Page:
1

Mr Harold Shrink, the husband of the boarding house proprietress, told me that there was something to be said for walking on crutches since it meant I would never marry.

We were standing in the kitchen of his wife’s establishment in Imperial Street, Brunswick, and Mr Shrink had proffered the observation after reflecting for a moment on a remark made by his wife as she left the room:

‘You can’t afford to waste time talking,’ she said sharply.

It was a remark the implications of which extended far beyond the little world embraced by Mr Shrink’s talkativeness. It evoked a sharp awareness of his lack of money, the difficulties of getting boarders and a consideration of the landlord’s claim for higher rent. It also demanded, for the preservation of Mr Shrink’s confidence in himself, a quick removal of guilt and responsibility from his ineffectual shoulders to those of his wife.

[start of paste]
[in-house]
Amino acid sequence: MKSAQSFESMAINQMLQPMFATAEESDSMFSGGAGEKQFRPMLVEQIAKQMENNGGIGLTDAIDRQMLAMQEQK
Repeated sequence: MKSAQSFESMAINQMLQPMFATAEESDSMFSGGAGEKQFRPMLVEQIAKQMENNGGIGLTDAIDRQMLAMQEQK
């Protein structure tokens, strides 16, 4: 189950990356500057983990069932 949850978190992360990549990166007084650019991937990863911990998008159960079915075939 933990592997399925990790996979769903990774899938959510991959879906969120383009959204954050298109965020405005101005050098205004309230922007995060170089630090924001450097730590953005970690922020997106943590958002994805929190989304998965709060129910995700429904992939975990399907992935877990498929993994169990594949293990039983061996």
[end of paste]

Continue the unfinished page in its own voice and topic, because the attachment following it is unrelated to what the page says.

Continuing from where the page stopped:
The remark on marriage that Mr Shrink imagined explained his failures, depressed me since, at that moment, I was awaiting the arrival of a young man, a friend of mine, in whose company I intended visiting a café for the purpose of pirating girls.

Mr Shrink’s lack of faith in my future as a married man suggested such expeditions were futile and I found my enthusiasm departing before misgivings.

I sometimes had doubts about the conclusions I had drawn from my experiences but they were always transitory, since such doubts never rose from a development of my reasoning but were introduced like an irritant into my confidence by people with views similar to Mr Shrink’s. They were the

-1-

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In Mine Own Heart
Table of contents

Table of contents

  • Title Page iii
  • 1 1
  • 2 17
  • 3 26
  • 4 35
  • 5 43
  • 6 51
  • 7 65
  • 8 71
  • 9 79
  • 10 91
  • 11 98
  • 12 106
  • 13 118
  • 14 128
  • 15 138
  • 16 150
  • 17 158
  • 18 162
  • 19 171
  • 20 178
  • 21 186
  • 22 202
  • 23 216
  • 24 230
  • 25 241
  • 26 250
  • 27 255
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